Saturday, 9 August 2008

Adolfo the Beautiful (NONBOND NIGHT 4: OK CONNERY)

What a stroke of luck. Just as it looks like the summer hours of the London Dungeon will make me miss tonight's Non-Bond deadline, David Cairns goes and digs up this, a vehicle for Sean Connery's actual brother.

Friday, 8 August 2008

"Is it from the horses?" (NONBOND NIGHT 3: BULLDOG DRUMMOND)

(originally posted on myspace here)

Of course, while plugging all those shows I completely forgot that this very evening Mark Evans' glorious Bleak Expectations II hits our ears again, with Richard Johnson and my excellent sister no less. I am perhaps a little biased, but the studio recordings of these shows were perhaps the happiest I've ever attended. Hear the love in that room. And tonight's choice of Non-Bond was therefore obvious:

It turns out Richard Johnson had a brief career as Bulldog Drummond, a thirties sleuth re-invented for the sixties by bringing on the ladies and shooing the helpful schoolboys and scarfed Germans lurking in sewers... Reinvention is nothing new, which might be at the heart of what bugs me about The Dark Knight sorry to return to this but I don't want people looking back going oh yes that was the torture decade. Anyway this should hopefully clear the palette after Gareth Hunt kicking a ninja in the briefs.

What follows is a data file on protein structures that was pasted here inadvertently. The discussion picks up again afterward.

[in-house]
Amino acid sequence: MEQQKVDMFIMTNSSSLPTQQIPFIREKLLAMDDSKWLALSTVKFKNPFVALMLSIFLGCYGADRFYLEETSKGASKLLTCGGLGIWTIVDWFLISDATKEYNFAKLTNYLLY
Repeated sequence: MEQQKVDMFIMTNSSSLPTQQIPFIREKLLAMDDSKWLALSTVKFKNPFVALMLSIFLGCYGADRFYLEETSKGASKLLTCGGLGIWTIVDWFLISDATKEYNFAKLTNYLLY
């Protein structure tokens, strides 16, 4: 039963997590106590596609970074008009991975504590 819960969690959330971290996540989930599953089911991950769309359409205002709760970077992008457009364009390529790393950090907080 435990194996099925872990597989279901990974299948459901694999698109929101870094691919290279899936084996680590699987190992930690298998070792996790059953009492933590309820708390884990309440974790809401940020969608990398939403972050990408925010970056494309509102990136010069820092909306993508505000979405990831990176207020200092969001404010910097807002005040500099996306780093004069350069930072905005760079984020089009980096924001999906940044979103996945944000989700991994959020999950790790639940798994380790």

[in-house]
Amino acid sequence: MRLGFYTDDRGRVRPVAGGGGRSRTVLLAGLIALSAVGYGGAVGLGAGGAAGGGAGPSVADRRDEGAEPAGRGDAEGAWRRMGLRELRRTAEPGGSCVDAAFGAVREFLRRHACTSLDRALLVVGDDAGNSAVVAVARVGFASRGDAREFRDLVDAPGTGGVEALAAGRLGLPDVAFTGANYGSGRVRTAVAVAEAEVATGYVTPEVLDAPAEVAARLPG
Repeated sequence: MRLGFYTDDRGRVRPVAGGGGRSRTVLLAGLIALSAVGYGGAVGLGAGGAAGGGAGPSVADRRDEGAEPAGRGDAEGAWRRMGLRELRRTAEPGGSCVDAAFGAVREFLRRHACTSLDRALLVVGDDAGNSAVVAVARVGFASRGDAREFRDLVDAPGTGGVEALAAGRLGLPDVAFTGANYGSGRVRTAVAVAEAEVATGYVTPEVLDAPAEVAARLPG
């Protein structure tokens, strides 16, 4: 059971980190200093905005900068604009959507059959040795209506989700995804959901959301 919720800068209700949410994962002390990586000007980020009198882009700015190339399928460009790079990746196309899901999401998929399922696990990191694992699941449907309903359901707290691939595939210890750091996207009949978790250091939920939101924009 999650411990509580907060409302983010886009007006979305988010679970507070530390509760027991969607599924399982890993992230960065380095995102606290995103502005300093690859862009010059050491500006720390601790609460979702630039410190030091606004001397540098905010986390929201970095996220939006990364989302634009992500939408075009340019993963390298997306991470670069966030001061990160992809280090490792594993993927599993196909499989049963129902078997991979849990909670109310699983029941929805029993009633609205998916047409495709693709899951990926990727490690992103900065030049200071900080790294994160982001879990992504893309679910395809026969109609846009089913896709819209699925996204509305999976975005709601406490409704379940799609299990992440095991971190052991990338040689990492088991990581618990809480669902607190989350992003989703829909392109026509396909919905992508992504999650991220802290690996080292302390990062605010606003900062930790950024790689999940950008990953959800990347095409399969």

But if Joanna Lumley and Johnson in a tux isn't classy enough, here's a coach. My friend Melanie invented it today when we popped into the Education Centre of the Royal Mews. Everything else was sold out so we pottered before the bored bay stallions in their stalls and the gold splurges of palm-tree and cherub (when it dawned on me that I actually know nothing at all about the eighteenth century, except that it turned out a lot of stuff like this... Was it really just one hundred years of nothing until someone somewhere carved one triton too many and they all started killing each other and painting and writing again? And we could tell the stallions were bored because one knocked his bridle off a hook with his muzzle and then, when it was replaced, tried to do it again, learning. They should be given something to do in there, handed some paints or a trampette or something, like that elephant). I haven't sat down in a tiny plastic chair testing coloured pencils and looking over to see what the girl next to me is doing since I was, well actually quite old now I come to think of it. And I fell back on the old standby of drawing lots of carnivorous plants. And Mel got to keep that. And I got to keep this. And then we ate and smoke and drank. Harumble!


Thursday, 7 August 2008

BANG! URGH! TOOT! (NONBOND NIGHT 2: something something KILL)

(originally posted on myspace here)